I recently picked up a special edition of TIME Magazine titled, The Power of Joy. I read it cover to cover and could not stop thinking about the power of joy in leadership when I came to this quote from the Book of Joy written by the Dalai Lama, “We cannot hope to make the world a better, happier place if we do not also aspire for this in our own lives.”
It struck me that many leaders are so “other-focused” and committed to serving those they lead that they often skip the step of beginning with themselves. I think we can all agree that joy is important to us personally. When we are in a state of joy our personal relationships thrive, we experience greater health and well-being, and we feel more ease in the day to day. But joy at work? That can be more of a leap for some of us depending on the culture of the teams and organizations we lead.
Why does enabling joy matter?
Joy is deep happiness that comes from presence in this moment and the ability to detach from outcomes enough to trust the process. This is very important in a work environment. Joy is the opposite of fear and it helps with creative thinking, critical conversations, trust-building and engaging those we lead.
Three ways to enable joy as a leader?
As a leader, if you can unleash your deep-seated intrinsic motivations, then you can bring that out in others. When our actions align with what matters most in our lives, the momentum at work and beyond is palpable.
1. Snapshots of Bliss
TIME Magazine had a section called “Snapshots of Bliss” that captured a kaleidoscope of recent joyful moments from across the country. It dawned on me how simple and yet powerful this practice can be for leaders.
Start with yourself and for one week, capture snapshots, whether on your phone or a notepad, of things that bring you joy. It may be easier to begin this practice in your personal life but make sure to seek out joy at work as well and include those snapshots in your collection. At the end of the week, look back over your album or journal and give each snapshot a title as if it were a chapter in a book.
By taking snapshots of bliss you are beginning to create a narrative of joy. This, as a gratitude practice for the busy leader, is sustainable and productive because it breeds more joy. The more you add to this story, the more constant joy will be in your life and the lives of those you lead.
2. Create Connections
Enabling joy does not require authority but if you have it, joy is a great place to exercise power for the greater good. See how many co-workers you can connect to your team’s purpose. People want to connect to transformational energy through purpose-driven work. If you don’t have a well-designed purpose, you may want to create a framework for building one.
The beauty is, when individuals connect to an organization’s purpose through a joy-driven leader, they form much deeper connections with peers as well because they have the company’s purpose in common. This shift in perspective enables joy. The information we receive from the emotion of JOY, according to Emotional Intelligence, is CONFIDENCE and the gift of confidence is VITALITY. What a remarkable gift to give ourselves and those we lead.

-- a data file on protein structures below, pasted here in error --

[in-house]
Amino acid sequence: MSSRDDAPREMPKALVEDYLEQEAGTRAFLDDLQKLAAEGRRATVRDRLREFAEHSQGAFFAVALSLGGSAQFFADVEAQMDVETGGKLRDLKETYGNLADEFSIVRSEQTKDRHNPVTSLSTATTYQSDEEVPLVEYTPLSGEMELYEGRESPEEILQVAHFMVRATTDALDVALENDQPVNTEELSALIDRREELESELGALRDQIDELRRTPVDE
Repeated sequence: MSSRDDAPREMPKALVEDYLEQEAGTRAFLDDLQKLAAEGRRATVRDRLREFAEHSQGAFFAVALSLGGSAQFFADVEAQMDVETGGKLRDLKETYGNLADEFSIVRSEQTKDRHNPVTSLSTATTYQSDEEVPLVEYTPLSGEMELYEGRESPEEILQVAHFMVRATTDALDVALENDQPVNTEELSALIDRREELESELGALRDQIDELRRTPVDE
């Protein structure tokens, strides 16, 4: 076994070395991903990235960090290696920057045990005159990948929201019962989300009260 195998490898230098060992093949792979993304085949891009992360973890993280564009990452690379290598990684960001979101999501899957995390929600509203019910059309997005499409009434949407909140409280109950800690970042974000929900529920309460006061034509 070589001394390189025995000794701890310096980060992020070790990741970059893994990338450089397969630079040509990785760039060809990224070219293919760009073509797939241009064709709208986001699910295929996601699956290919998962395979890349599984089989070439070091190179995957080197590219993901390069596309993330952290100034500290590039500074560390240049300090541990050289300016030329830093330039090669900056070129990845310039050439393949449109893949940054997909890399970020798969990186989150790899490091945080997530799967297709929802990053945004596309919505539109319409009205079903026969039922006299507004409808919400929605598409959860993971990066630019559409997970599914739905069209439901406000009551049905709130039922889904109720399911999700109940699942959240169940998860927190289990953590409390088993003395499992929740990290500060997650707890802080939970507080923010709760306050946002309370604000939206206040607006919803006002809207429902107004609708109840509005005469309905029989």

3. Enable Contribution
As leaders in today’s fast-paced, dynamic world of work, delegating meaningful work is challenging. Particularly now, when many leaders are working remotely, it takes more effort to delegate as spontaneous face-to-face connections are not happening during lunch meetings, or in the hallways as often. Once a clear purpose is communicated, schedule 1:1 conversations with team members to see where they envision their meaningful contributions that align with their passion. Then, as a leader, your job is to remove obstacles that prevent that contribution from occurring. Facilitating contribution is a core competency in a leader that enables joy successfully.
Beginning with building our own narrative through snapshots of bliss, creating and connecting others to a meaningful purpose, and then opening doors for significant contribution, is the beginning of building a foundation of joy in leaders and those we lead. I want to leave you with a powerful video about joy created by Matthew McConaughey.
The words from this video that most resonated with me as it relates to leadership are that joy is not an outcome. Happiness demands a certain outcome. Happiness is result-reliant. Joy is not a response to some result. Joy is a constant.
“Joy is a feeling we have from doing what we are fashioned to do. No one governs this but us. We do our best when our destinations are beyond the measurement.” Matthew McConaughey
Joy is something that can change the world, but only, as The Book of Joy reminds us, if we aspire for it in our own lives first.
Contact me to receive a full copy of, “The Story of Two Wolves” Mr. McConaughey refers to at the beginning of the video.